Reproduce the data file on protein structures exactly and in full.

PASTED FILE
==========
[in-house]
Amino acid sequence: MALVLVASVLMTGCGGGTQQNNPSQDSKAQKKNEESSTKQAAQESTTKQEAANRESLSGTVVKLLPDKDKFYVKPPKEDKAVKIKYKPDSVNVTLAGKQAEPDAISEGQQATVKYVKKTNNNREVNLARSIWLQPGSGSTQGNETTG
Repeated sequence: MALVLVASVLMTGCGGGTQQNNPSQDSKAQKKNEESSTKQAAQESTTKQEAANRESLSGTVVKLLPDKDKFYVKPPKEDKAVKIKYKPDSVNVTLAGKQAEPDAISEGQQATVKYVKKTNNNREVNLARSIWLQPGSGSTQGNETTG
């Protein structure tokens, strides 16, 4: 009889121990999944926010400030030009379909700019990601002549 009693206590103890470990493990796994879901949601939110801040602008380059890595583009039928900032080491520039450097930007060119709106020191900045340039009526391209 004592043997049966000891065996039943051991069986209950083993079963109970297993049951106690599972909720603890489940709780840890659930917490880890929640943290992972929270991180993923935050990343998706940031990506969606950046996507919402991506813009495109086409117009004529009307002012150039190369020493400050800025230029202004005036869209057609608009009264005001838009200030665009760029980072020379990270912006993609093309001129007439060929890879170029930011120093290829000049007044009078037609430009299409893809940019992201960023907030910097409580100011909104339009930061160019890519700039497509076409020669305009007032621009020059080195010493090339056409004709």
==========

[in-house]
Amino acid sequence: MALVLVASVLMTGCGGGTQQNNPSQDSKAQKKNEESSTKQAAQESTTKQEAANRESLSGTVVKLLPDKDKFYVKPPKEDKAVKIKYKPDSVNVTLAGKQAEPDAISEGQQATVKYVKKTNNNREVNLARSIWLQPGSGSTQGNETTG
Repeated sequence: MALVLVASVLMTGCGGGTQQNNPSQDSKAQKKNEESSTKQAAQESTTKQEAANRESLSGTVVKLLPDKDKFYVKPPKEDKAVKIKYKPDSVNVTLAGKQAEPDAISEGQQATVKYVKKTNNNREVNLARSIWLQPGSGSTQGNETTG
């Protein structure tokens, strides 16, 4: 009889121990999944926010400030030009379909700019990601002549 009693206590103890470990493990796994879901949601939110801040602008380059890595583009039928900032080491520039450097930007060119709106020191900045340039009526391209 004592043997049966000891065996039943051991069986209950083993079963109970297993049951106690599972909720603890489940709780840890659930917490880890929640943290992972929270991180993923935050990343998706940031990506969606950046996507919402991506813009495109086409117009004529009307002012150039190369020493400050800025230029202004005036869209057609608009009264005001838009200030665009760029980072020379990270912006993609093309001129007439060929890879170029930011120093290829000049007044009078037609430009299409893809940019992201960023907030910097409580100011909104339009930061160019890519700039497509076409020669305009007032621009020059080195010493090339056409004709």